The case under consideration is the Toshiba accounting scandal of 2015. The main issue is that the conglomerate’s senior management recognized that the company’s earnings had been overstated by around $2 billion. Even though the timeframe of the scandal is seven years, the outcomes are still significant because the estimates were four times less than the presented financial outcomes (Matthews & Gandel, 2015). This scandal pointed to the use of fraudulent accounting practices by Toshiba.
The main factor contributing to the challenge is the fact that managers are free to postpone reports or move costs into later years that result in discrepancies in the company’s financial outcomes. In this case, the main ethical issue is being dishonest with the conglomerate’s stakeholders and shareholders. Consequently, they are the ones affected. The main implication is that stakeholders and shareholders do not possess truthful information regarding the operation of Toshiba. For this reason, they cannot make appropriate decisions about their further cooperation with the company. For instance, they believe that the company is more successful than it really is. Therefore, they invest in it that may turn into a financial failure.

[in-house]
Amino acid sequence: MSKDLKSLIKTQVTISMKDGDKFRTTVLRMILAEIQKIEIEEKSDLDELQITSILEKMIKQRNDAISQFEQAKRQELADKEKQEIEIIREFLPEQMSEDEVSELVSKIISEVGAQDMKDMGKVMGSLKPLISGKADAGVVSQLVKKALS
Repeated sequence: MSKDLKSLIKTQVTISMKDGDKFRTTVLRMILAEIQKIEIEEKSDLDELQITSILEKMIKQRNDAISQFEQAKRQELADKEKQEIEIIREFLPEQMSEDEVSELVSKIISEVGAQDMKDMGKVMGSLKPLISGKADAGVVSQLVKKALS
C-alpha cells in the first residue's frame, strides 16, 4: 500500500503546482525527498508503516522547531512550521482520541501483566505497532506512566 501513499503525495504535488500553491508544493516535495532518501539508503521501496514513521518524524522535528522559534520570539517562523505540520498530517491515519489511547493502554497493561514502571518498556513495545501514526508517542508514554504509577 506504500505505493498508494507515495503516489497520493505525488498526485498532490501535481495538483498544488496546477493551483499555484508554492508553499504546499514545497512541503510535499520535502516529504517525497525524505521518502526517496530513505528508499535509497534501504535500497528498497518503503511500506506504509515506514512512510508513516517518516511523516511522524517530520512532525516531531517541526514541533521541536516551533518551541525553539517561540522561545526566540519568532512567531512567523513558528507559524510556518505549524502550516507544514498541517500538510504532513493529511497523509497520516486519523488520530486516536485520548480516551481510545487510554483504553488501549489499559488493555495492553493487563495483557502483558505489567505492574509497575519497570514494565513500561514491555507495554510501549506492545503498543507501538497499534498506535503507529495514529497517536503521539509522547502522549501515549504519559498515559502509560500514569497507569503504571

Speaking of internal accounting regulations, none of them were violated in this scandal because, according to Toshiba’s corporate culture, postponing reports and moving costs to the following years is allowable. These regulations are governed by senior management. Other regulators that might impact accounting rules include those of the governments by means of passing standards and legal provisions in the area of accounting, governmental and international accounting agencies, and financial institutions (Pierta, McLeay, & Ronen, 2014). These institutions are external regulators that have a direct impact on the process of developing internal accounting procedures and ethical codes of conduct.
Matthews, C., & Gandel, S. (2015). The 5 biggest corporate scandals of 2015. Web.
Pierta, R. D., McLeay, S., & Ronen, J. (2014). (Eds.). Accounting and regulation: New insights on governance, markets, and institutions. New York, NY: Springer.